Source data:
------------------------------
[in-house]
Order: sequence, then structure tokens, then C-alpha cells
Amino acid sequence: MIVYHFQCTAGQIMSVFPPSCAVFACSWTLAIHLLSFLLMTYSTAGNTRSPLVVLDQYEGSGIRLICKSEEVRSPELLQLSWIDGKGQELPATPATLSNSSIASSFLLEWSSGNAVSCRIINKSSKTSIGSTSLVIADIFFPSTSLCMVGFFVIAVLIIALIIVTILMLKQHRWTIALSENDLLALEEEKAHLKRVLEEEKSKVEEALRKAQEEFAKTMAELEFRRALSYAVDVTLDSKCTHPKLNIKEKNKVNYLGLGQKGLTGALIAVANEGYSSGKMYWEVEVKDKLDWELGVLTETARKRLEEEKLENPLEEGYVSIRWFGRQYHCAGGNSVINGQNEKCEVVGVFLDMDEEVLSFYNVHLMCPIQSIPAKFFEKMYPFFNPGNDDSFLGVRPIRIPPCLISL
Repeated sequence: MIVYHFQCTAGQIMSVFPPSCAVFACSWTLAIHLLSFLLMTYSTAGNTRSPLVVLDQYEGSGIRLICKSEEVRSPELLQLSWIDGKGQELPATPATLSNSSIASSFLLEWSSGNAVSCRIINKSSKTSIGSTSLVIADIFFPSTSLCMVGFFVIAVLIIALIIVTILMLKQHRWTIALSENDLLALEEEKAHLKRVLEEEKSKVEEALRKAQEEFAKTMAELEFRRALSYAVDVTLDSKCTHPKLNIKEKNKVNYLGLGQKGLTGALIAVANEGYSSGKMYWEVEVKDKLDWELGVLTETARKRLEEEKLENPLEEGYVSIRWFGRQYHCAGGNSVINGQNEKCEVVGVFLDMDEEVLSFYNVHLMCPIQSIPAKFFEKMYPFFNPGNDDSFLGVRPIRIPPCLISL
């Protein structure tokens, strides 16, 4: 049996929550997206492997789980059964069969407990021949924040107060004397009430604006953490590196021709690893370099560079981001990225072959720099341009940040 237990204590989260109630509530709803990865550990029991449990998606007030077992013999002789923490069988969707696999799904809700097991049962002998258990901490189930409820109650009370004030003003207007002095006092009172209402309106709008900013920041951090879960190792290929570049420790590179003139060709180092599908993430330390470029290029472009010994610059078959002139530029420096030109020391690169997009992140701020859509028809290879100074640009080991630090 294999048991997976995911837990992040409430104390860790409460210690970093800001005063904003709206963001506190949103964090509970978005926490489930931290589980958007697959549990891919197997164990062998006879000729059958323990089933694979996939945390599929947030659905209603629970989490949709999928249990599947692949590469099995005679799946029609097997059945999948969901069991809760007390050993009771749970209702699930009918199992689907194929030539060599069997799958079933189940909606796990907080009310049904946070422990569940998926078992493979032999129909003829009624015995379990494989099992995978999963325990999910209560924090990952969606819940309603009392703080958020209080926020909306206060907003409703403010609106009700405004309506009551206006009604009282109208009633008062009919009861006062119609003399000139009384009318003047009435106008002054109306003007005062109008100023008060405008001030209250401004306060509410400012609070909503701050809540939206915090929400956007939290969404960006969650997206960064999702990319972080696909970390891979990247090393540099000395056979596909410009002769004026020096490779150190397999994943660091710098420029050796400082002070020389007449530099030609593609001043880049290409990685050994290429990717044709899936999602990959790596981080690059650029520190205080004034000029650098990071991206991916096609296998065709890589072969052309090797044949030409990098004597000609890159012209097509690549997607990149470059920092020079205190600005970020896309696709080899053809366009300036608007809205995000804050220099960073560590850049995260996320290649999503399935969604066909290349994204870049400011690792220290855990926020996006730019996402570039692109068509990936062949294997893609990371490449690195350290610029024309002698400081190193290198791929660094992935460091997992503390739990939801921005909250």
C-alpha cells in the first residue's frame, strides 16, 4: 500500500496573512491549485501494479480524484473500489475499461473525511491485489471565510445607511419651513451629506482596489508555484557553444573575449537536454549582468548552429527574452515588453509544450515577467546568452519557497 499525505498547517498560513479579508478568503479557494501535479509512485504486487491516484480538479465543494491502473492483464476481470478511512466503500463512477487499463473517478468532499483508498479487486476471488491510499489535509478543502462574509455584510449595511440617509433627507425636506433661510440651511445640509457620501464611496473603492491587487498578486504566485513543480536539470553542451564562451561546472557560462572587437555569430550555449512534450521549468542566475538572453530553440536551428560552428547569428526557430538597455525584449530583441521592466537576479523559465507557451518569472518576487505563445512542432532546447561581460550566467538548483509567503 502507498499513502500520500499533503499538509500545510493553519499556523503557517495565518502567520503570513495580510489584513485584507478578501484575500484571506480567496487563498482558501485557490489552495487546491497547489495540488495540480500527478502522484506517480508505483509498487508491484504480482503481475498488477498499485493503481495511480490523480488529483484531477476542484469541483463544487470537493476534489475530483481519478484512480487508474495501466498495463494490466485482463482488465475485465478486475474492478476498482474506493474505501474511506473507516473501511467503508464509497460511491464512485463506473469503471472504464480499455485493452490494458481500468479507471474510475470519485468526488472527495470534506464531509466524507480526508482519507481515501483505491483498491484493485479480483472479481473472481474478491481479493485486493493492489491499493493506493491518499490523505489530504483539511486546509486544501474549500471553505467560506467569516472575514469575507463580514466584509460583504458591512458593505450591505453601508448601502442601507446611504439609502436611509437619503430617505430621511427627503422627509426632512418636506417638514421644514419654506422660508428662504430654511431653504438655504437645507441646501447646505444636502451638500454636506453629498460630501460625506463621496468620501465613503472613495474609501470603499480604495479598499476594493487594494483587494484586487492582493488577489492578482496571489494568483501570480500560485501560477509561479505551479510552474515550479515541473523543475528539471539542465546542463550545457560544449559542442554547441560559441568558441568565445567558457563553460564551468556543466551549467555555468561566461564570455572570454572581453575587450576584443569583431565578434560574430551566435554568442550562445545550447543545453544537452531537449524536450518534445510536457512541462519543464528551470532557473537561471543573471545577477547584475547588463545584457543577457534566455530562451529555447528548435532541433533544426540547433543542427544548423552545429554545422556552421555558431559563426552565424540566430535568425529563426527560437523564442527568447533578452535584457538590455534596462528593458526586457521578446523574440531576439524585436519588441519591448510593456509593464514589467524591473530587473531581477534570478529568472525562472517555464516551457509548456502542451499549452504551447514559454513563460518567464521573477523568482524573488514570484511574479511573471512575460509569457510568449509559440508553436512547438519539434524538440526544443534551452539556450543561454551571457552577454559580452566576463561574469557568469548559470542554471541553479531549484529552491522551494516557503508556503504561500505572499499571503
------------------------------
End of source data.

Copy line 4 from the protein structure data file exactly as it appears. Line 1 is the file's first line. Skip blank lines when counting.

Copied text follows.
Repeated sequence: MIVYHFQCTAGQIMSVFPPSCAVFACSWTLAIHLLSFLLMTYSTAGNTRSPLVVLDQYEGSGIRLICKSEEVRSPELLQLSWIDGKGQELPATPATLSNSSIASSFLLEWSSGNAVSCRIINKSSKTSIGSTSLVIADIFFPSTSLCMVGFFVIAVLIIALIIVTILMLKQHRWTIALSENDLLALEEEKAHLKRVLEEEKSKVEEALRKAQEEFAKTMAELEFRRALSYAVDVTLDSKCTHPKLNIKEKNKVNYLGLGQKGLTGALIAVANEGYSSGKMYWEVEVKDKLDWELGVLTETARKRLEEEKLENPLEEGYVSIRWFGRQYHCAGGNSVINGQNEKCEVVGVFLDMDEEVLSFYNVHLMCPIQSIPAKFFEKMYPFFNPGNDDSFLGVRPIRIPPCLISL